Mining Matters: Predation Pressure & Water Quality in a Young Sand Mine Lake
Global sand mining activity is increasing worldwide and has led to the formation of many sand pit lakes as a result of sand extraction below the water table. Although these unique, newly formed aquatic systems are becoming more prevalent due to the global demand for sand, little research has addressed their ecology and function.
The Great Lakes basin is home to ~20% of the world’s surface fresh water and the longest stretch of freshwater sand dunes on Earth, representing a unique, fragile ecosystem. Hence, there are competing demands for the protection of critical habitat for a variety of threatened and endangered flora and fauna vs. the extraction of an important natural resource. Sand mining often occurs adjacent to riverine or lacustrine systems, and as a result, mines often dip below the water table, eventually creating large pits that fill with groundwater, precipitation, or runoff, or a combination of the three - and in the process become mine pit lakes. Due to the increasing prevalence of sand mining for construction, foundry use, and hydraulic fracturing, these unique lake systems will become more commonplace despite our lack of knowledge concerning their ecological structure and function.
AWRI graduate student Katy Sheets’ thesis research is expanding understanding of sand mine lake water quality and biotic communities via surveys of water quality and macroinvertebrates. By providing insights into trophic interactions in the early successional state of these lakes and comparisons between a retired sand mine lake and a natural dune lake of comparable size, this study will provide insight into the long-term impacts of mining activity on lake ecosystems, as well as how mine lakes differ from naturally formed lakes. This project will contribute critical baseline data for sand mine lakes, which will be necessary to facilitate their future reclamation and restoration as valuable community resources.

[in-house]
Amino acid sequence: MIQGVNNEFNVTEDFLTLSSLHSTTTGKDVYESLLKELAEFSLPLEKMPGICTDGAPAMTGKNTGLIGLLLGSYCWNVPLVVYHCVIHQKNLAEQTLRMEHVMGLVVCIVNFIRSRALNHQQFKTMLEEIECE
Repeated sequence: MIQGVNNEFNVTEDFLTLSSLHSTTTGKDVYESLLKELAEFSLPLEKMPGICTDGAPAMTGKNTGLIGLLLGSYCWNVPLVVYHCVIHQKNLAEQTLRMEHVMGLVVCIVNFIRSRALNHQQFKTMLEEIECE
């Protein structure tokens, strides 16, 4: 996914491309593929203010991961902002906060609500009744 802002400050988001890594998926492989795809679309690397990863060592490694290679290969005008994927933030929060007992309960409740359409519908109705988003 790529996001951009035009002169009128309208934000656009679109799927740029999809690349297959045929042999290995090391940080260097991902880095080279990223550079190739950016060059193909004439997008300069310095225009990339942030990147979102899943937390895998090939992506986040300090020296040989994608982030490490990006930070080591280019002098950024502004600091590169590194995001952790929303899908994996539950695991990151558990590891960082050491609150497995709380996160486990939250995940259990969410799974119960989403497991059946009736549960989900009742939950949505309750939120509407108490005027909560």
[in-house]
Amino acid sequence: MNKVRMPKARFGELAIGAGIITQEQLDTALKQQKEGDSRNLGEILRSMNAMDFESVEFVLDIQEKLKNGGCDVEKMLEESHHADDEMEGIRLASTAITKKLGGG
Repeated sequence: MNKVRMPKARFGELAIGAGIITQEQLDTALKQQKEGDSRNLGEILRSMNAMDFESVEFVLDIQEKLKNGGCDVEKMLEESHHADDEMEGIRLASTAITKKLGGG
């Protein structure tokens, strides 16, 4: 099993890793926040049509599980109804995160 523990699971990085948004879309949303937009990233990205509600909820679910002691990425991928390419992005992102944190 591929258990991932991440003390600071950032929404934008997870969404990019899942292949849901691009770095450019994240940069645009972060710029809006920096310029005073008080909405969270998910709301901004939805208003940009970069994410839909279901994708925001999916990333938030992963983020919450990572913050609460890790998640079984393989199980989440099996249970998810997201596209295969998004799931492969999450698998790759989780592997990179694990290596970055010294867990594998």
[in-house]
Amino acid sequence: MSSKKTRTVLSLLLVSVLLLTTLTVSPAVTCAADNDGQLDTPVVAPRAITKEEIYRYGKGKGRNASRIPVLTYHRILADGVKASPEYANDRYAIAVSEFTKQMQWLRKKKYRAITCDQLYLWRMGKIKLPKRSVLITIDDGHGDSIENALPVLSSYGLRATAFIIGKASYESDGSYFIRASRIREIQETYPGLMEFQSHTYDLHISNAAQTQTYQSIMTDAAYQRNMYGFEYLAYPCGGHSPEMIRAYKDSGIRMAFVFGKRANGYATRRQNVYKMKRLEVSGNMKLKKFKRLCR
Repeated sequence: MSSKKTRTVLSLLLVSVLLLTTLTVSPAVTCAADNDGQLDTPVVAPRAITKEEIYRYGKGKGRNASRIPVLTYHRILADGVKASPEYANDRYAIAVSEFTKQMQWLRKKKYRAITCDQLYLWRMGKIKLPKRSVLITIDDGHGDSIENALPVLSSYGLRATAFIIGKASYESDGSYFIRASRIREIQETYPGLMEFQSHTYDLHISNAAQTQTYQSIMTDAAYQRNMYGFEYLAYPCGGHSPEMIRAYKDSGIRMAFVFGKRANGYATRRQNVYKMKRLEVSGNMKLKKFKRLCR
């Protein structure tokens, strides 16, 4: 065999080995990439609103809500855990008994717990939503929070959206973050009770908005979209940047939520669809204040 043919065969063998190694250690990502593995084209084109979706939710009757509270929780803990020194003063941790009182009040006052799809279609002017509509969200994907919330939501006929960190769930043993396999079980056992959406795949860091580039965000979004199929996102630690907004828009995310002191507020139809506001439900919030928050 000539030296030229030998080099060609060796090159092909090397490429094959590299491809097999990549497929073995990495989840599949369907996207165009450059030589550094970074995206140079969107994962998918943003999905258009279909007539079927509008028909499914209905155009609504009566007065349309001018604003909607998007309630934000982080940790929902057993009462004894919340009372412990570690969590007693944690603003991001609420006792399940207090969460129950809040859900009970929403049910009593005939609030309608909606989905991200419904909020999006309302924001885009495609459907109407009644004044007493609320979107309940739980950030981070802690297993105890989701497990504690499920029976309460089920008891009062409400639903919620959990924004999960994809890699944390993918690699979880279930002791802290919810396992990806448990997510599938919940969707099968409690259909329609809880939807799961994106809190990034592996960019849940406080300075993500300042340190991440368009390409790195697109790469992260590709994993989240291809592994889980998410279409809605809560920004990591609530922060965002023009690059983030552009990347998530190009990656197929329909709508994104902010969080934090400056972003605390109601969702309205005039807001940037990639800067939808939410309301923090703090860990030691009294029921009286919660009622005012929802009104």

Lake-wide surveys of water quality and the macroinvertebrate community will be conducted monthly from 2020 -2021 at a local retired sand mine lake (Ottawa Sands Lake) and a nearby natural dune lake (Lost Lake). Macroinvertebrates will be collected by both D-net sweeps and petite ponar samplers, and then identified by taxonomic family. An additional fish exclusion study will investigate the effects of predation on the macroinvertebrate community in Ottawa Sands Lake’s littoral zone using Hester-Dendy samplers and 0.5m × 0.5m cages that are either open to fish predation (control) or covered in 0.5cm × 0.5cm mesh that block fish access (experiment).
Funding for this project was provided by the GVSU Presidential Research Grant.
Muskegon State Park
Ottawa County Parks & Recreation